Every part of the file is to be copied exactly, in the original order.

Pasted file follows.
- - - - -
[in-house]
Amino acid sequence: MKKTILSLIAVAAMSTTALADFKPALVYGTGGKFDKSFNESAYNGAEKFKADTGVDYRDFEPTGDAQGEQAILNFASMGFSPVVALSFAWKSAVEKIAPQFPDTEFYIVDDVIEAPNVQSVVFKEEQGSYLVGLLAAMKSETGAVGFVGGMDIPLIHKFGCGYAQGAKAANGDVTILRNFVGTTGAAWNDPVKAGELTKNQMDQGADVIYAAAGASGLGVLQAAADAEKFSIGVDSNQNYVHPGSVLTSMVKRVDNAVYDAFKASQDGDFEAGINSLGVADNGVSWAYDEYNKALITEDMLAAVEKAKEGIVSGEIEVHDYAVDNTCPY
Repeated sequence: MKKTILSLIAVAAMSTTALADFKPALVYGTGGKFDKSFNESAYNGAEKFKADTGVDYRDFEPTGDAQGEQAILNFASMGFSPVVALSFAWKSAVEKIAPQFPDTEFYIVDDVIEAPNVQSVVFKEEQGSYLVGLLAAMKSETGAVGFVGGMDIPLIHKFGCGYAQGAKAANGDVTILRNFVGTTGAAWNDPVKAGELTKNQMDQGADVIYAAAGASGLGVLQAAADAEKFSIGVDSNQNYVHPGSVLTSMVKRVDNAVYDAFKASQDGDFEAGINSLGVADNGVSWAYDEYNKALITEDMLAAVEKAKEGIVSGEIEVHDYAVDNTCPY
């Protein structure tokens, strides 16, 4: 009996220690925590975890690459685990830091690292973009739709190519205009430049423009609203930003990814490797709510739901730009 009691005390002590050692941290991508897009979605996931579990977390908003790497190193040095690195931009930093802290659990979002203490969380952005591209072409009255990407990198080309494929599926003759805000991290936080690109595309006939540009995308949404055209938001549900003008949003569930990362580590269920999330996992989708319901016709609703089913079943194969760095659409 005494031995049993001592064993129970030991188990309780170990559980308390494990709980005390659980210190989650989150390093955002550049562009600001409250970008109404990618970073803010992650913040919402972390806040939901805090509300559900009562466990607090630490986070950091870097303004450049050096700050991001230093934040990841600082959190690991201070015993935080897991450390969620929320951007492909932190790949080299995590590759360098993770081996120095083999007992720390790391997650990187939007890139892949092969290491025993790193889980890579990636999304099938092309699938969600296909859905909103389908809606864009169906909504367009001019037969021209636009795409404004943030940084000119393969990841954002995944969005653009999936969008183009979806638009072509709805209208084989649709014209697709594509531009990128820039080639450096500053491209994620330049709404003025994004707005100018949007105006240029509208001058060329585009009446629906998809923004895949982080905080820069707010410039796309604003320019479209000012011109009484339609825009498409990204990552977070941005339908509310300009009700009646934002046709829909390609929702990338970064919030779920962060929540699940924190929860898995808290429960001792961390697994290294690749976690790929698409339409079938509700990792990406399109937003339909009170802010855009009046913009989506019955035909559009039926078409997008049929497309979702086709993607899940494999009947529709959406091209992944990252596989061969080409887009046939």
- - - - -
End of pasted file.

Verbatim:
[in-house]
Amino acid sequence: MKKTILSLIAVAAMSTTALADFKPALVYGTGGKFDKSFNESAYNGAEKFKADTGVDYRDFEPTGDAQGEQAILNFASMGFSPVVALSFAWKSAVEKIAPQFPDTEFYIVDDVIEAPNVQSVVFKEEQGSYLVGLLAAMKSETGAVGFVGGMDIPLIHKFGCGYAQGAKAANGDVTILRNFVGTTGAAWNDPVKAGELTKNQMDQGADVIYAAAGASGLGVLQAAADAEKFSIGVDSNQNYVHPGSVLTSMVKRVDNAVYDAFKASQDGDFEAGINSLGVADNGVSWAYDEYNKALITEDMLAAVEKAKEGIVSGEIEVHDYAVDNTCPY
Repeated sequence: MKKTILSLIAVAAMSTTALADFKPALVYGTGGKFDKSFNESAYNGAEKFKADTGVDYRDFEPTGDAQGEQAILNFASMGFSPVVALSFAWKSAVEKIAPQFPDTEFYIVDDVIEAPNVQSVVFKEEQGSYLVGLLAAMKSETGAVGFVGGMDIPLIHKFGCGYAQGAKAANGDVTILRNFVGTTGAAWNDPVKAGELTKNQMDQGADVIYAAAGASGLGVLQAAADAEKFSIGVDSNQNYVHPGSVLTSMVKRVDNAVYDAFKASQDGDFEAGINSLGVADNGVSWAYDEYNKALITEDMLAAVEKAKEGIVSGEIEVHDYAVDNTCPY
């Protein structure tokens, strides 16, 4: 009996220690925590975890690459685990830091690292973009739709190519205009430049423009609203930003990814490797709510739901730009 009691005390002590050692941290991508897009979605996931579990977390908003790497190193040095690195931009930093802290659990979002203490969380952005591209072409009255990407990198080309494929599926003759805000991290936080690109595309006939540009995308949404055209938001549900003008949003569930990362580590269920999330996992989708319901016709609703089913079943194969760095659409 005494031995049993001592064993129970030991188990309780170990559980308390494990709980005390659980210190989650989150390093955002550049562009600001409250970008109404990618970073803010992650913040919402972390806040939901805090509300559900009562466990607090630490986070950091870097303004450049050096700050991001230093934040990841600082959190690991201070015993935080897991450390969620929320951007492909932190790949080299995590590759360098993770081996120095083999007992720390790391997650990187939007890139892949092969290491025993790193889980890579990636999304099938092309699938969600296909859905909103389908809606864009169906909504367009001019037969021209636009795409404004943030940084000119393969990841954002995944969005653009999936969008183009979806638009072509709805209208084989649709014209697709594509531009990128820039080639450096500053491209994620330049709404003025994004707005100018949007105006240029509208001058060329585009009446629906998809923004895949982080905080820069707010410039796309604003320019479209000012011109009484339609825009498409990204990552977070941005339908509310300009009700009646934002046709829909390609929702990338970064919030779920962060929540699940924190929860898995808290429960001792961390697994290294690749976690790929698409339409079938509700990792990406399109937003339909009170802010855009009046913009989506019955035909559009039926078409997008049929497309979702086709993607899940494999009947529709959406091209992944990252596989061969080409887009046939």